Other objects of the present invention, together with means and methods for accomplishing the various objects, will be apparent from the following description and accompanying diagrams of a preferred embodiment being presented by way of example rather than limitation.
FIG. 1 is a side elevation of a conventional (prior art) disposable single-use medical syringe with attached needle, suitable for disposal according to this invention, as in subsequent views;
FIG. 2 is a plan view of the syringe of FIG. 1 (prior art);
FIG. 3 is an exploded side elevation of tubular components of a container of the present invention, open at adjacent ends but closed at opposite ends, adapted to be press-fit together and so assembled around the medical syringe and attached needle of preceding views;
FIG. 4 is a plan view of the container components of FIG. 3;
FIG. 5A is a transverse sectional detail (enlarged) of a first corner embodiment of an assembled container of this invention; and
FIG. 5B is a transverse sectional detail (enlarged) of a second corner embodiment of an assembled container of this invention.
FIG. 6 is a side elevation of a container assembled from the container components of FIG. 3 by press-fitting their open ends into fluid leakproof relationship about a syringe (and needle) of FIG. 1;
FIG. 7 is an exploded side elevation of components of another container (partly cut-away) useful along with the container of the preceding views according to this invention, having open adjacent ends (opposite ends closed) adapted, as by threading, to be twisted together and so assembled around the the medical syringe container;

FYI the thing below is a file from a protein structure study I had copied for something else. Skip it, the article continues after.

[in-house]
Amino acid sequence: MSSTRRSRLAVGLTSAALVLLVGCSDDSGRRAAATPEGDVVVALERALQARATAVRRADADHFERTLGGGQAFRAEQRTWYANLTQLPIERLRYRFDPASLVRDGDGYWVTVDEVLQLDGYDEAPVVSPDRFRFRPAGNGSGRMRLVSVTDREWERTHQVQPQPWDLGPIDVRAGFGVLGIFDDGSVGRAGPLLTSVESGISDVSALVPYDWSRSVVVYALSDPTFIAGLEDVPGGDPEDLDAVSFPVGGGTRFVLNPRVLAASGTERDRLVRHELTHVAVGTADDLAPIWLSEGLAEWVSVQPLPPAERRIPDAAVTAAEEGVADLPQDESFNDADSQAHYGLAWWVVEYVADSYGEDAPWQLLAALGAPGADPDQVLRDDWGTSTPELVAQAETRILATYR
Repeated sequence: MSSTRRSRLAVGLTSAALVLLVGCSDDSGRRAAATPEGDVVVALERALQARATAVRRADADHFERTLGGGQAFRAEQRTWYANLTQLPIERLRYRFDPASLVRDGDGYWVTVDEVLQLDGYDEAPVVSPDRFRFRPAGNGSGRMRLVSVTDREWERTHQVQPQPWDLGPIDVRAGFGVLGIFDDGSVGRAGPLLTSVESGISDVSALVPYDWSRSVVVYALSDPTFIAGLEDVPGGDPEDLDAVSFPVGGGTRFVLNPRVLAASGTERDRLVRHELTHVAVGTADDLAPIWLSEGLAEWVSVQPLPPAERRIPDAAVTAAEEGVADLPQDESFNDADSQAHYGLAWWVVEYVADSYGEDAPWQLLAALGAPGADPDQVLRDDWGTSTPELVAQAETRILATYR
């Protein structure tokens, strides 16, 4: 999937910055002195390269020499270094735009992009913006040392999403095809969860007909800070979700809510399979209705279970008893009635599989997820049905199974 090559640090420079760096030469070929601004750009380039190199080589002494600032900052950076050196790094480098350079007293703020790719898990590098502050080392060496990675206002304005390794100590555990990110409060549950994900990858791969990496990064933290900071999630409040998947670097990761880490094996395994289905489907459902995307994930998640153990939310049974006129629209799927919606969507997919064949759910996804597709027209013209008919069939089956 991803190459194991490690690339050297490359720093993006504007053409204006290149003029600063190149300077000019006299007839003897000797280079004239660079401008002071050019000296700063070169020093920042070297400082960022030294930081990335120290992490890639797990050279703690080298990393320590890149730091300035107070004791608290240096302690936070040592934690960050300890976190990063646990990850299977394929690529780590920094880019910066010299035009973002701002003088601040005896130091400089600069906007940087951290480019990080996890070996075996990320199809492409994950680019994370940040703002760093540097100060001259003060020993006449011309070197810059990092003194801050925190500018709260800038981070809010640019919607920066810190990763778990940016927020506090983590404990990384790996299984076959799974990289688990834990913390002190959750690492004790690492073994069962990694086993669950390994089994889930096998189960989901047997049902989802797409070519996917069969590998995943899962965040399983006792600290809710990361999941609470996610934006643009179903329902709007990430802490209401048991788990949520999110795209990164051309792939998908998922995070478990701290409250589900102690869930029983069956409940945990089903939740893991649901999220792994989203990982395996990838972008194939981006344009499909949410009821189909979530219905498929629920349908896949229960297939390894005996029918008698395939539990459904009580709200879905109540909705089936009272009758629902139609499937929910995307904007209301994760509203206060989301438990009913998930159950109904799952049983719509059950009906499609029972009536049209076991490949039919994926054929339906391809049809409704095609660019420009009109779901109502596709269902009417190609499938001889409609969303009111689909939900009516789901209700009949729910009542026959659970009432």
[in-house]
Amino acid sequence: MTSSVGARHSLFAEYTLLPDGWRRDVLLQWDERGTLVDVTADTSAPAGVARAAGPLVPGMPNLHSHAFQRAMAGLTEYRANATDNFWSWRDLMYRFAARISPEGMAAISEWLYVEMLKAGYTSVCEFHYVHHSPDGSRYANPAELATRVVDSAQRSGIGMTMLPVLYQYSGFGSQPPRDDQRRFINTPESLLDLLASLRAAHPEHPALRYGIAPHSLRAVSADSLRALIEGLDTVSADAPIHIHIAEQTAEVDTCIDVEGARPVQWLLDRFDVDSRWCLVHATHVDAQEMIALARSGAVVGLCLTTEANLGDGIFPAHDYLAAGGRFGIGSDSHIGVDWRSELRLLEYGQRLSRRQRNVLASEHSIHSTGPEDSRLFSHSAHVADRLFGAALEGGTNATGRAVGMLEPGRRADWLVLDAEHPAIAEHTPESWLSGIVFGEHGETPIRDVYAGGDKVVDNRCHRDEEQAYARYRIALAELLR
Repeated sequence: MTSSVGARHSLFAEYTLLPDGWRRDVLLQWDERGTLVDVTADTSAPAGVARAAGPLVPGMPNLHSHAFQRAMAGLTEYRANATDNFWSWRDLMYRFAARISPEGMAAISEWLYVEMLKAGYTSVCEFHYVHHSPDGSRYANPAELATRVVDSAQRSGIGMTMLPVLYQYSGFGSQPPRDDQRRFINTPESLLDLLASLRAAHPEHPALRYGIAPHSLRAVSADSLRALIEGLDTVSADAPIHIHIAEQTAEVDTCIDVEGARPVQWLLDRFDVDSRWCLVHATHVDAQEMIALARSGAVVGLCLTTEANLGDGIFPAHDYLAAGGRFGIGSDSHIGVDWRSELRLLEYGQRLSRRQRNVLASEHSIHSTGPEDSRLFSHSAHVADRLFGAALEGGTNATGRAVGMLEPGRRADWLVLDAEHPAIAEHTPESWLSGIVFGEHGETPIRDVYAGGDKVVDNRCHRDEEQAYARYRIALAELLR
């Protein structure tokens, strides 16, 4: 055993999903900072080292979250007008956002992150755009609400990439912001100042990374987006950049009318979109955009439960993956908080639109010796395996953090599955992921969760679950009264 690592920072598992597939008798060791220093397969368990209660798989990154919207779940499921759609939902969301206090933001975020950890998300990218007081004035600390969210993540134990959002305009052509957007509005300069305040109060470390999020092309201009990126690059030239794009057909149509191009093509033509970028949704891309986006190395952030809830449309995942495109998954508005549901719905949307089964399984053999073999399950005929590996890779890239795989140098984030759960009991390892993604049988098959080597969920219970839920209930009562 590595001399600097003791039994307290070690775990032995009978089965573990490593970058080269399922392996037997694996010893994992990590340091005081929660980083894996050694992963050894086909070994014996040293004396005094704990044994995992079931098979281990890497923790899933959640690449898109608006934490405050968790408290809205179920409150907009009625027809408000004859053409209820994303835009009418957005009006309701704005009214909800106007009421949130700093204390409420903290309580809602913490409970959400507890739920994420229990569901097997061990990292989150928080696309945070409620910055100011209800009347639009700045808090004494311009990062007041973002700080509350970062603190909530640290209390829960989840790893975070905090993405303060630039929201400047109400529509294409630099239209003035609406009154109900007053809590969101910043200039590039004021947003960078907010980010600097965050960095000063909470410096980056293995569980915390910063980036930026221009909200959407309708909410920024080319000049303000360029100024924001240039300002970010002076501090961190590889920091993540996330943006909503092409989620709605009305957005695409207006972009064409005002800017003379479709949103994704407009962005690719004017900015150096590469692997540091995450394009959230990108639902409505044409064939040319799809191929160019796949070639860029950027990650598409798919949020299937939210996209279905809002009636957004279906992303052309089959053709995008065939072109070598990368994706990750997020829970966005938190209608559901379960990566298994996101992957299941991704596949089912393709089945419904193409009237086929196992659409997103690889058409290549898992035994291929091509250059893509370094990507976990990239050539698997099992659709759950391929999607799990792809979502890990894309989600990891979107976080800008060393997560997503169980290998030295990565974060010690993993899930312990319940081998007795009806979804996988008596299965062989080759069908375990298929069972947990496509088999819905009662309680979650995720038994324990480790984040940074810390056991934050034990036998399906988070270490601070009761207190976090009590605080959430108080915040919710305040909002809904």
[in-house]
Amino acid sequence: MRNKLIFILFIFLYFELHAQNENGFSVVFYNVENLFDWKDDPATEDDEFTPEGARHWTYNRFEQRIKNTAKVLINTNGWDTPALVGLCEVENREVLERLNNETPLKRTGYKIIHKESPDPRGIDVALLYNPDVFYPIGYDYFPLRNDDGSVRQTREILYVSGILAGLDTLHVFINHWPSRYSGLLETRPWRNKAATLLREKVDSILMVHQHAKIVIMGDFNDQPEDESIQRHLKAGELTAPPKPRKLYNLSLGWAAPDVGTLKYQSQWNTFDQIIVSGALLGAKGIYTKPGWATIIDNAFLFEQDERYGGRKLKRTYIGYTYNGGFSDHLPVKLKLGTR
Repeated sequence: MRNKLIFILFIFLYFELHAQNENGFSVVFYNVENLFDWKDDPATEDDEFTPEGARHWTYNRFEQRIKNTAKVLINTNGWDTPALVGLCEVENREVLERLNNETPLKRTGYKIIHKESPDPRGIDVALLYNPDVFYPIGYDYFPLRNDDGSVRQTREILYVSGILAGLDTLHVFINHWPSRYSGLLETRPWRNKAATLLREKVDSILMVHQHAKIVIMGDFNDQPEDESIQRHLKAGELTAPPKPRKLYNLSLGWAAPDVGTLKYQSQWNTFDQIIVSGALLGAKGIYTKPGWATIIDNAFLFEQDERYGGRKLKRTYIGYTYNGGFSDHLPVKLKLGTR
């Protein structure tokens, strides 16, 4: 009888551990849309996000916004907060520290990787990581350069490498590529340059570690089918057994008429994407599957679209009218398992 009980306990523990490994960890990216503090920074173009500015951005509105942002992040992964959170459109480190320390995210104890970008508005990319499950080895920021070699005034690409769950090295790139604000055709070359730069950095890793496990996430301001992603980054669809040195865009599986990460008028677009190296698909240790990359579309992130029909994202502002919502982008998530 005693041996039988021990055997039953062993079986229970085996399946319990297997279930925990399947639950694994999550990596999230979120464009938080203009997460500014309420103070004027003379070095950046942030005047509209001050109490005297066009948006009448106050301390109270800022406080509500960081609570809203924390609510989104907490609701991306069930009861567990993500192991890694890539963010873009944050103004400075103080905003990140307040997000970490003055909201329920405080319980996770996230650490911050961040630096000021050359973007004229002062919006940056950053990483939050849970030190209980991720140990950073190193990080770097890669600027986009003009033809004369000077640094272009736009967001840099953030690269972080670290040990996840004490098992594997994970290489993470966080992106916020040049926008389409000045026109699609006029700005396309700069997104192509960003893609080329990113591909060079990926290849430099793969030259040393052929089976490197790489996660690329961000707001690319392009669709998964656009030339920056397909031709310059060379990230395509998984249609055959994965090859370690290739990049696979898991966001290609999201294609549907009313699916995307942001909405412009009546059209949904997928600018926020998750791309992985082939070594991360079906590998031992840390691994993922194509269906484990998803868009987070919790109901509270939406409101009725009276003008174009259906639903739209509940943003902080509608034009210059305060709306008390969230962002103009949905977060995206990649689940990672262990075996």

FIG. 8 is a transverse sectional elevation through a composite container at the junction of the FIG. 7 components assembled around the FIG. 6 container with the syringe of FIG. 1 inside;
FIG. 9 is a similar transverse sectional elevation through the mid-part of a lower portion of the same composite container; and
FIG. 10 is a similar transverse sectional elevation through an even lower part of the same resulting composite container.
FIG. 1 shows, in side (or longitudinal) elevation, conventional (prior art) disposable single-use medical syringe 1, with attached needle 9, optionally surrounded by protective cover 10 (in phantom). The syringe itself has two main members: cylindrical barrel 7, and cylindrical plunger 3 fitting slidably into the barrel. The barrel is open at its plunger-receiving end 5, where it flares outward at opposite sides as finger-grip 6, and at its other end is constricted to tip 8 (open), where protective cover 10 encloses needle 9. The plunger is closed from its end 4 within the barrel and shown here nearly fully inserted, to its flared round (thumb-actuated) opposite exposed or top end 2. A person holding such syringe can fill it wholly or partially with medicating liquid by manually withdrawing the plunger (partially) from the barrel with the (uncovered) needle end immersed in the liquid, and contrariwise can dispense the liquid from the syringe (after de-aerating it) via the needle by squeezing thumb and fingers to depress the plunger further into the barrel.
FIG. 2 shows, in top plan, thumb-actuated end 2 of the syringe plunger, and finger-grip 6 (of the syringe barrel) protruding to the right, and left sides. Otherwise both the plunger and the barrel are hidden behind or below that top end so are not visible in this view.